If you’ve ever bought a home with a loan (as most homeowners do), you might remember that there were inspections and appraisals, and if you had an FHA, VA or other government-backed loan (as many first-time buyers do), that they have to approve the condition of the property as habitable, and it must have enough value to secure the loan amount.
In today’s market, this is where the problem comes in. Housing inventory in some areas can be heavily “distressed” as we call it in the real estate industry, which means lots of foreclosures and short sales. Because the sellers or previous owners of these homes were in dire financial straits, they probably didn’t keep up with the regular maintenance issues of their home. In some cases, there is even malicious damage and theft of appliances and health and safety systems in the home. These homes are priced in such a way as to reflect these insufficiencies, and are therefore very attractive to first-time buyers. But if you’re struggling to come up with the funds for a down payment and closing costs, how are you going to pay for repairs once you move into this dump, even if you can get the lender to loan funds for you to buy a house with no toilets?
According to federal law, lenders must make a commitment to neighborhood and community revitalization, and report to the government how they are carrying out that commitment. The 203(k) financing programs partner lenders, non-profit agencies and government agencies such as HUD to invest in areas and neighborhoods that been hard hit by declining influences such as high foreclosure rates.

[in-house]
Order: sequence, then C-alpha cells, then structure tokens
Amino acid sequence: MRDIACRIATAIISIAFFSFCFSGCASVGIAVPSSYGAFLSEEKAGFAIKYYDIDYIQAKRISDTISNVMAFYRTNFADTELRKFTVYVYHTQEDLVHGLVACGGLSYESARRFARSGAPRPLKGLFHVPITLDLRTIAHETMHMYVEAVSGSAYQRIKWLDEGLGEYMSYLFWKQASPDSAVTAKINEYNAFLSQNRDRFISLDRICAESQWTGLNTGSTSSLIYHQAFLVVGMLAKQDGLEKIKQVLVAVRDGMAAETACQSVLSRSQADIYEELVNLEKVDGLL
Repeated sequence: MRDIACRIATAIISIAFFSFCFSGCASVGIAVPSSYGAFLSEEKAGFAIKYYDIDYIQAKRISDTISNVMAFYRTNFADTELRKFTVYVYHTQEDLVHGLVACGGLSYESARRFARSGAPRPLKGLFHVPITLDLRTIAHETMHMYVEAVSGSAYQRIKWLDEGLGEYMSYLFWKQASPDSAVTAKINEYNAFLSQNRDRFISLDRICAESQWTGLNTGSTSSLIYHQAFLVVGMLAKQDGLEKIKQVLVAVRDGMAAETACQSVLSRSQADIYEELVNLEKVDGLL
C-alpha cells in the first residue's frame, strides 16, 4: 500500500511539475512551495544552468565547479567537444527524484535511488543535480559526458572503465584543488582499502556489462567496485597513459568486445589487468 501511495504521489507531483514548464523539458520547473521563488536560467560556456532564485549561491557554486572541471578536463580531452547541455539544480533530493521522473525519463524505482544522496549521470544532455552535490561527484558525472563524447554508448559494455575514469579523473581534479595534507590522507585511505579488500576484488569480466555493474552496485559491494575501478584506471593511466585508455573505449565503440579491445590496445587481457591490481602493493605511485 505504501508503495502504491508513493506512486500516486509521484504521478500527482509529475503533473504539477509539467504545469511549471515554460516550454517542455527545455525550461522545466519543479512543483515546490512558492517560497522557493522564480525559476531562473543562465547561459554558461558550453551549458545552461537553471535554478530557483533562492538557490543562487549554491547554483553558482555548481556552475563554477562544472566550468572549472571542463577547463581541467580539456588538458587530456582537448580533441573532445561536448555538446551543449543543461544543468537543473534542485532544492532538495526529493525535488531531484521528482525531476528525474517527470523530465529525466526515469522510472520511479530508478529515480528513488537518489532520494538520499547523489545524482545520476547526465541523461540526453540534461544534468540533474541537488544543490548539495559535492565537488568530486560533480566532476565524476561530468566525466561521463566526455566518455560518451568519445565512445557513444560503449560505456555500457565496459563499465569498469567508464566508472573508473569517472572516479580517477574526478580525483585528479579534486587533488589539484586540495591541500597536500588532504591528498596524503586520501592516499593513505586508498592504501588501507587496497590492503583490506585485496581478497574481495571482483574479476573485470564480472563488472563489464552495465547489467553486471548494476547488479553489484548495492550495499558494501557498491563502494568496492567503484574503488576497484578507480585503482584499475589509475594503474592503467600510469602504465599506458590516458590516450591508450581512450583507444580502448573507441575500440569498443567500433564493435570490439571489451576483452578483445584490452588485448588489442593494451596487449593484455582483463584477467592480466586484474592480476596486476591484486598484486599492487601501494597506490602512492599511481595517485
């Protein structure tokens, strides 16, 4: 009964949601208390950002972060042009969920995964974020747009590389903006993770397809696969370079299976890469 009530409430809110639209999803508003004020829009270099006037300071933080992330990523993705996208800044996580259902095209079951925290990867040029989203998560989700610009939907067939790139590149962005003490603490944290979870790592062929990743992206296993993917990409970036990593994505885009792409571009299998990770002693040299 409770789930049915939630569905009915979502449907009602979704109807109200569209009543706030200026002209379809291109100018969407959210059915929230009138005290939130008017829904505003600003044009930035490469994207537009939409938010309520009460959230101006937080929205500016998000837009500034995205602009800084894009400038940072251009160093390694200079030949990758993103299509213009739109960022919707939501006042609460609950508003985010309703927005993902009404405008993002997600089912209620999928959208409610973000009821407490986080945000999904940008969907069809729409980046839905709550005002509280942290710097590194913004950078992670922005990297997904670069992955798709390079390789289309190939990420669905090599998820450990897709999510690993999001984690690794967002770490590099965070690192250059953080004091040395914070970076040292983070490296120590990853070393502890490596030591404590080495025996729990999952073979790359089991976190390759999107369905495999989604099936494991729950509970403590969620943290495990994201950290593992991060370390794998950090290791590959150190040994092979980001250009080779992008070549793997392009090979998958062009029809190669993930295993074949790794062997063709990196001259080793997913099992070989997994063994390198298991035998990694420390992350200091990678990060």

Under Section 203(k), an owner-occupied home of 1-4 units is eligible for a loan to purchase the property AND bring it to acceptable living standards. The money can be used to add health and safety systems such as heating and air conditioning, plumbing, roofing, energy efficient windows, and electrical upgrades. It can also be used for upgraded (although not luxury) appliances, bath and kitchen remodels, room additions and fixtures. It can even be used to purchase property where a home must be torn down and a new one built.
How is this accomplished? Well, it’s a little more complicated than a standard loan. There are two appraisals in most cases, an as-is valuation and an improved valuation based on a work plan. The loan amount is based on the improved value and the required down payment from the buyer (3.5% for an FHA loan) is also a percentage of the improved value.
Several of the major lenders are funding 203(k) loans. If you’re considering buying a home that needs repair or remodeling, talk to your Realtor about finding a 203(k) lender.